"This proves to me even more that you two are the issue. He went out of his way to be polite and earn your approval. So why?"
"Because he is not Japanese" I heard the father reply.
At this point, I realized that there was no point in talking to these two any further. They were dead set on their ways and no matter how much I would be able to try and persuade them otherwise, it would be a losing battle.
I turned around back to them and just said,
"Y'all suck. I feel terrible for your daughter and your soon-to-be-born grandchild. I didn't have my father's mother all throughout my life, where she didn't approve of my mother. Said that my parents would be divorced soon after their marriage. They are going on their 26th year of marriage”.
I was very close to my mother's mother and am still very close to my grandfather (though he is gone now). But to me, they were "Grandpa and Grandma" to me. Not my father's mother because of her tactless, bitchy attitudes towards people, especially foreigners. You two are no different from her.
Honestly, I hope you never reach out to your daughter and your grandchild after he is born. He doesn't need a pair of backwards, racists like yourself as grandparents".
It was so quiet in the restaurant, you could hear a pin drop.
I then turned to my usual waiter and told Tooru-san to put my charge on their ticket as their form of payment for wasting my time. The entire restaurant looked at me with fear, but at this point, I really didn't care. I left the restaurant, very rightfully indignant.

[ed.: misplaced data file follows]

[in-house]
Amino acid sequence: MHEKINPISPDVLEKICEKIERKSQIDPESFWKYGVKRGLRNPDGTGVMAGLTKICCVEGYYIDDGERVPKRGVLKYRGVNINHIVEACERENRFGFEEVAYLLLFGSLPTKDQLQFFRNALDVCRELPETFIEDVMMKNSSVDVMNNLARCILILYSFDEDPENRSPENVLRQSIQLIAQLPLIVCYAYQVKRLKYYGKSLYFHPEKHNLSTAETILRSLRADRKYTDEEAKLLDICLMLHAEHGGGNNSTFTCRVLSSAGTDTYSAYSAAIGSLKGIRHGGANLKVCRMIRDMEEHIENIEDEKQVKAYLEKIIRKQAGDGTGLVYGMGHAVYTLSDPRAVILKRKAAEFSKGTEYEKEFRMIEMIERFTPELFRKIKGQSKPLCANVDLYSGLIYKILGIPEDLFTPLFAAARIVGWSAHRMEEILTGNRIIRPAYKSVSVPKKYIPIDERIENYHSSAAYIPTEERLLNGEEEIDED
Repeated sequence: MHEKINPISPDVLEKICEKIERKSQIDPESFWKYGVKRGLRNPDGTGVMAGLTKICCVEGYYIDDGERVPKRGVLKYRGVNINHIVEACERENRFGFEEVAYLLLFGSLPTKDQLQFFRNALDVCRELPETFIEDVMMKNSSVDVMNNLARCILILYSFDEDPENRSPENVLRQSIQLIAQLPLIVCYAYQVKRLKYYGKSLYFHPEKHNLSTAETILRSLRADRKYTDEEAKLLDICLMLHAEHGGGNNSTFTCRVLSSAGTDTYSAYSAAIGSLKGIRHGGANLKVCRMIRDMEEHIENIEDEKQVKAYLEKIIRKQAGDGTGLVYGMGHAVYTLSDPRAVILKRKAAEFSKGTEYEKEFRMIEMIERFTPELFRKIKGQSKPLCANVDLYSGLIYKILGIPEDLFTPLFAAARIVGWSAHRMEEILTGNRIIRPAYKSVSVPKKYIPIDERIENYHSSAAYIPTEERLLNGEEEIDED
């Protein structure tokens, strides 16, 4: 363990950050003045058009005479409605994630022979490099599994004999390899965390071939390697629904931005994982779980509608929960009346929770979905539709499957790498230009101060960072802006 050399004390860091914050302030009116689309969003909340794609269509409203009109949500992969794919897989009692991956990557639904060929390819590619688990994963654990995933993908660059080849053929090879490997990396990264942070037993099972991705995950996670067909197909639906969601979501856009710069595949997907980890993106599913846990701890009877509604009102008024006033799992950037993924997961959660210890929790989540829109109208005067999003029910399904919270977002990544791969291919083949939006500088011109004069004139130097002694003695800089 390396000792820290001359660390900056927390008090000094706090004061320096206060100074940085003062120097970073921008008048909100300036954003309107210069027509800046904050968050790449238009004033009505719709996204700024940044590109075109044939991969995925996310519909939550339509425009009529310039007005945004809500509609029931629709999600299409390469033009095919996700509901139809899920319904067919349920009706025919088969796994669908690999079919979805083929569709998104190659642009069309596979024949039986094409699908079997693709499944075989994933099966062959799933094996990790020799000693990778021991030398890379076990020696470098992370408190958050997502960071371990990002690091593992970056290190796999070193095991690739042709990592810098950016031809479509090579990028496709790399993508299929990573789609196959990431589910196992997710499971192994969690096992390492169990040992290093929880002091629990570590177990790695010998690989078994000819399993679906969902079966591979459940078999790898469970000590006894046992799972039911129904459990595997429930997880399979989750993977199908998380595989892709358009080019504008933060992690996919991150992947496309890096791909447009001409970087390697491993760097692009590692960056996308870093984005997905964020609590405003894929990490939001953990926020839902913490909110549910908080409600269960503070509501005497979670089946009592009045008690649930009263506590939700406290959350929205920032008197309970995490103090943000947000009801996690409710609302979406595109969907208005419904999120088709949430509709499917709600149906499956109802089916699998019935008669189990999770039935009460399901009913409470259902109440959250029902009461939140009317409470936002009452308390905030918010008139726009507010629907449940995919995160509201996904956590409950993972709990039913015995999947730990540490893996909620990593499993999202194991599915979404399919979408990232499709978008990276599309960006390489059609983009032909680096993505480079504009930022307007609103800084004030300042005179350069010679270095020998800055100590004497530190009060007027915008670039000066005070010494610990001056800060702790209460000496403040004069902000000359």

To be honest, I will never know what happened to that couple nor will I know what became of Shizue-san, her husband, and their now supposedly 3 year old son in the UK. But what this event made me realize is that love is a thing that cannot just be determined by one's skin color, race, ethnicity, and all those other stuff that are protected from discrimination in the US.
Even though I had no part in this family's dysfunction, it really offended me that people could be so stupid like that. In the United States, I saw mixed families all the times, White-Black, Black-Asian, White-Asian, Hispanic-Asian, and the list just goes on and on. To me, love has no sort of color filter. Sure, white and black does make gray, but a white man and a black woman (or vice-versa) together doesn't mean that they shouldn't be together and love each other if they really do love and support each other.
Same thing goes for an American man and a Japanese woman. Sure there are bound to be cultural differences between the two, and there are certainly are with me and Ayaka. That doesn't mean we cannot get over them. We've had so many "fights" over cultural stuff, and I wouldn't even really call them fights at all because there was no name-calling, mud slinging, or overall nasty behavior towards each other's culture.
And especially Ayaka's parents. Not once have they ever made me feel not welcome whenever I have met them. Especially her mother. Mama Soma has literally gone out of her way to make sure I was taken care of when visiting their home or when we all have gone up to Utsunomiya and Nikko. Papa Soma too made sure that I realized that he supports my relationship with Ayaka, even going as far as to giving me permission to marry Ayaka because "I have potential and am not a Japanese male" (her Dad is a rare breed of Japanese man).
But to have a family go and do that to their daughter and grandchild..... absolutely revolting...